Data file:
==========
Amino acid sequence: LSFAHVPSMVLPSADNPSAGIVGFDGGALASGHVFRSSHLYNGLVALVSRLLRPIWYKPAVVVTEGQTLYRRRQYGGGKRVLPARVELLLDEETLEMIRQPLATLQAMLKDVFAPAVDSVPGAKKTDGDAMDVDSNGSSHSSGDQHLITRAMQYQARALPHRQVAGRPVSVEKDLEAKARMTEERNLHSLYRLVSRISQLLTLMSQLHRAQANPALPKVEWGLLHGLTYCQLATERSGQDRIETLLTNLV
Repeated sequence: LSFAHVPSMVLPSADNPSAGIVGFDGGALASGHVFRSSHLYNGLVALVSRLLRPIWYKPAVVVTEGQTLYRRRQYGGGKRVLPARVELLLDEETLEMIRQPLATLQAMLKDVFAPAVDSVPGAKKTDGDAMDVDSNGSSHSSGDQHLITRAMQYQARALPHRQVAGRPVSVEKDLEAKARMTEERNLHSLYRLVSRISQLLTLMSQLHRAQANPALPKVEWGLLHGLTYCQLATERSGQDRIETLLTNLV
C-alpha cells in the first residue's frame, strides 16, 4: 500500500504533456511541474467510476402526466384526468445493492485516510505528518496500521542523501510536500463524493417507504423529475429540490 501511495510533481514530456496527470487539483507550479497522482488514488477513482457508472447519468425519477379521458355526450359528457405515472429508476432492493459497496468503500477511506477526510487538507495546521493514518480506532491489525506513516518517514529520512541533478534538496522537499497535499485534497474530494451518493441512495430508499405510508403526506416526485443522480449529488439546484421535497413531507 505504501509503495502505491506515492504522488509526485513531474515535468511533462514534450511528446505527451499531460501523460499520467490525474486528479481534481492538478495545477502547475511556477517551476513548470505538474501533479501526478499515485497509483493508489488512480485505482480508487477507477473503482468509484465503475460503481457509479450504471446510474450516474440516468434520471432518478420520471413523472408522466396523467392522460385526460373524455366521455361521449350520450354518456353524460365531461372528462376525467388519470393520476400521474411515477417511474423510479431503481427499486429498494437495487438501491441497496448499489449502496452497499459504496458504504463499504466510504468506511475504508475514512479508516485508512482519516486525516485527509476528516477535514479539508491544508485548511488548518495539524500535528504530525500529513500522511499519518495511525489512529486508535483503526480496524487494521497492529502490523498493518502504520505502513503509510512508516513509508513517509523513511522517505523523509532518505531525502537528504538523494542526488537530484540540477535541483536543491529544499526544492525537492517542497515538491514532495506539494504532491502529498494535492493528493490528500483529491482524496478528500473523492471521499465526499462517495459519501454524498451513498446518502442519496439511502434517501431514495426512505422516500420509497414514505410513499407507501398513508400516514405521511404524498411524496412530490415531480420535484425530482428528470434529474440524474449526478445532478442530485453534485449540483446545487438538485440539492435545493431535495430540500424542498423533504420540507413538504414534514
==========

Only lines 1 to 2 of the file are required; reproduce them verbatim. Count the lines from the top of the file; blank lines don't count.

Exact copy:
Amino acid sequence: LSFAHVPSMVLPSADNPSAGIVGFDGGALASGHVFRSSHLYNGLVALVSRLLRPIWYKPAVVVTEGQTLYRRRQYGGGKRVLPARVELLLDEETLEMIRQPLATLQAMLKDVFAPAVDSVPGAKKTDGDAMDVDSNGSSHSSGDQHLITRAMQYQARALPHRQVAGRPVSVEKDLEAKARMTEERNLHSLYRLVSRISQLLTLMSQLHRAQANPALPKVEWGLLHGLTYCQLATERSGQDRIETLLTNLV
Repeated sequence: LSFAHVPSMVLPSADNPSAGIVGFDGGALASGHVFRSSHLYNGLVALVSRLLRPIWYKPAVVVTEGQTLYRRRQYGGGKRVLPARVELLLDEETLEMIRQPLATLQAMLKDVFAPAVDSVPGAKKTDGDAMDVDSNGSSHSSGDQHLITRAMQYQARALPHRQVAGRPVSVEKDLEAKARMTEERNLHSLYRLVSRISQLLTLMSQLHRAQANPALPKVEWGLLHGLTYCQLATERSGQDRIETLLTNLV